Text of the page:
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Watford City girls hoping for strong finish

Watford City senior Mackenzie Sparby secures a rebound against Richardton-Taylor on Dec. 8, 2015, at the Girls Roughrider Tournament at Killdeer High School. (Parker Cotton / The Dickinson Press)

WATFORD CITY — The Watford City girls basketball team is off to a 3-0 start already this season after dispatching Hettinger-Scranton, Bowman County and Heart River in last week's Girls Roughrider Tournament in Killdeer.

The Wolves have made it a habit of doing well in that tournament, winning it three straight times and three times in a row from 2010-12. In 2013, Watford City was runner-up.

Last season, the Wolves used that strong start to spark them to what would become a 24-3 overall record and a second-place finish in the Class B Girls Basketball State Tournament in Grand Forks.

That team was a little more seasoned, head coach John Zenz said, but this year's group still brings a competitive nature.

"I think we have potential. It's a young group, overall — a lot of kids getting their first varsity taste," Zenz said. "We played really solid defense, especially those last two games (of the Roughrider). There's still a lot to work in on terms of taking a good team and making it a very good team, but we have kids that want to get out and play."

For the first three games, at least, 6-foot senior Mackenzie Sparby led the way by averaging 19 points in the Roughrider Tournament. As the team's only senior, and its main option in the post, Sparby figures to see a lot of action.

"Her being back and having a lot of experience and having good size, she should have some matchups available where she should have opportunities to score," Zenz said. "A key along with that is, are we going to get some outside scoring to go along with that?"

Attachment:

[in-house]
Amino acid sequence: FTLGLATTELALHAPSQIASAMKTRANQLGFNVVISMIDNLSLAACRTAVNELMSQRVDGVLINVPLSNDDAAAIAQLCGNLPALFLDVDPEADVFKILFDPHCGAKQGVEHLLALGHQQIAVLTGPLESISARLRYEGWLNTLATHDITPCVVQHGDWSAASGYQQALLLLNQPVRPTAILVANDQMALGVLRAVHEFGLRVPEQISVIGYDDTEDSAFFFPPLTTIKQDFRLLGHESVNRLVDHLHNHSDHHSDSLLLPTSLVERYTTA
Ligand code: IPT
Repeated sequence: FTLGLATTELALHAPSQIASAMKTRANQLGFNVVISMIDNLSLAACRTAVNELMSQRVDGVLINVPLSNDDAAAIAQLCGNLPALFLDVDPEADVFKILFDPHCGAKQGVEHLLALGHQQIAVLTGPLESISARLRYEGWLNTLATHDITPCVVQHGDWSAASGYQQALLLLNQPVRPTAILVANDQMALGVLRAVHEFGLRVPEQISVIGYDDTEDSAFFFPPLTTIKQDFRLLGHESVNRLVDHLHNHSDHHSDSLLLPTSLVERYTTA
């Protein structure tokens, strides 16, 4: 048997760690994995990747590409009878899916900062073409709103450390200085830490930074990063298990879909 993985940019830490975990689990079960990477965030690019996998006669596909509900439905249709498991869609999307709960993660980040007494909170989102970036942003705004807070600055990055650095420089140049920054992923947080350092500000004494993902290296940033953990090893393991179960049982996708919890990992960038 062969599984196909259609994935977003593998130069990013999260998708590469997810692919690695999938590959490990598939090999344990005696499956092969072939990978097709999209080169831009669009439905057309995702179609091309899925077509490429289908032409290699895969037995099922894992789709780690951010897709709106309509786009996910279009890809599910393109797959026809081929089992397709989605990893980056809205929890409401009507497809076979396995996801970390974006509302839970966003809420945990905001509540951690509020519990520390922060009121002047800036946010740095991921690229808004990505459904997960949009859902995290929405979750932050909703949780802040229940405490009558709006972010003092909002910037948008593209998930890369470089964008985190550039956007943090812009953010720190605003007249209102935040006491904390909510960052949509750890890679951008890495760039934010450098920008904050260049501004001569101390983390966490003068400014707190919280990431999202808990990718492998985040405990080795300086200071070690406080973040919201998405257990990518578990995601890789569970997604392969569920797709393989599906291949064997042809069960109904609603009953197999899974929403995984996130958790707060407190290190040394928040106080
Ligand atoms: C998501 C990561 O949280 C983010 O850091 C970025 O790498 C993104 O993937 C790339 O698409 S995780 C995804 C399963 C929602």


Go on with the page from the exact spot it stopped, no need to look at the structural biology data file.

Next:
Would-be senior ReiAnn Lindley chose not to play basketball this season, leaving younger guards to fill that void. In that group, Zenz said he likes juniors Avery Sundeen and Lida Lehto, sophomore Lindsey Peterson and eighth-grader Emma Mogen.

"They all have potential, but our shooting percentage for the tournament was in the mid-30s," Zenz said, "so we do need to get better in that area of our game."

Zenz added that the outside shooting will take some of the focus off Sparby in the post; he expects teams to collapse on her down low until the Wolves can prove to be a threat from the outside.

"Lindsey's got good size. She did dress for us on the varsity last year and got some playing time. She's got a nice perimeter shot, and she's got a nose for the ball. A lot of times, she'd come into varsity games in the last two or three minutes and she always seemed to score," Zenz said. "Emma's just an eighth-grader but she's really stepping up. At this point, she's been our best defensive player, and we've put her on some of the better players we've ran across so far."

Zenz said that New Town already looks like a favorite in Region 8's District 15, and he expects Parshall to be in the mix there also. He's hoping his Wolves team can put together enough wins to maybe make a run at its 15th appearance in the state tournament.

"It's a pretty young group, so it's hard to hold that out there. If we keep improving and keep working hard, we have a chance to be a pretty good team by the time the district and region tournaments come around," Zenz said. "It'll be dependant on how the young girls grow up over the course of the season."

Watford City Wolves

Head coach: John Zenz (sixth season)

2015-16 result: 24-3 overall, lost in Class B state championship game to Shiloh Christian

Returners: Mackenzie Sparby, Sr., Avery Sundeen, Jr., Lida Lehto, Jr., Lindsey Peterson, Soph., Emma Mogen, 8th.

Newcomers: Kaitlyn Nokes, Jr., Sydney Sanford, Soph., Sydney Faller, Soph., Kaylin Monsen, Soph., Gracie Dahl, Soph., Ashley Holen, 8th.

Parker Cotton

Cotton is the sports editor at The Press, where he covers the area's high schools. He came to The Press as the Multimedia Editor in May 2015 after graduating from the University of Northern Colorado with his master's degree in Sociological Practice. He holds undergraduate degrees in Journalism and Sociology from UNC, as well. 

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